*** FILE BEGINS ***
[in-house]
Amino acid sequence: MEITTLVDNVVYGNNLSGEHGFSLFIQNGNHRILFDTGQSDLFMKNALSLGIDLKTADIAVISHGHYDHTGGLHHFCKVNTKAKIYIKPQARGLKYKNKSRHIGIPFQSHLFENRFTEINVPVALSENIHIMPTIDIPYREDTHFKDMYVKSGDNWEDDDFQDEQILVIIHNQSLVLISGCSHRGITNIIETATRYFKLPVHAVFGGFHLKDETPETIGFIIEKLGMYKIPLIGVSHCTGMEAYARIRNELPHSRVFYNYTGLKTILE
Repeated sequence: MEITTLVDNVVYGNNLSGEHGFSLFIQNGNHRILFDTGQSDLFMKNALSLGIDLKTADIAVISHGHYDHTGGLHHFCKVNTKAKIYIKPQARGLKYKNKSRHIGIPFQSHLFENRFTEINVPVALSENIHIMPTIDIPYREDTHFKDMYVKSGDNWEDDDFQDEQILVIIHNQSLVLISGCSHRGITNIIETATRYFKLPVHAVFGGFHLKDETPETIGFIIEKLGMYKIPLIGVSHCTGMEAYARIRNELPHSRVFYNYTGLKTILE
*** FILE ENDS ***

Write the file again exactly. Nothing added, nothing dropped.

[in-house]
Amino acid sequence: MEITTLVDNVVYGNNLSGEHGFSLFIQNGNHRILFDTGQSDLFMKNALSLGIDLKTADIAVISHGHYDHTGGLHHFCKVNTKAKIYIKPQARGLKYKNKSRHIGIPFQSHLFENRFTEINVPVALSENIHIMPTIDIPYREDTHFKDMYVKSGDNWEDDDFQDEQILVIIHNQSLVLISGCSHRGITNIIETATRYFKLPVHAVFGGFHLKDETPETIGFIIEKLGMYKIPLIGVSHCTGMEAYARIRNELPHSRVFYNYTGLKTILE
Repeated sequence: MEITTLVDNVVYGNNLSGEHGFSLFIQNGNHRILFDTGQSDLFMKNALSLGIDLKTADIAVISHGHYDHTGGLHHFCKVNTKAKIYIKPQARGLKYKNKSRHIGIPFQSHLFENRFTEINVPVALSENIHIMPTIDIPYREDTHFKDMYVKSGDNWEDDDFQDEQILVIIHNQSLVLISGCSHRGITNIIETATRYFKLPVHAVFGGFHLKDETPETIGFIIEKLGMYKIPLIGVSHCTGMEAYARIRNELPHSRVFYNYTGLKTILE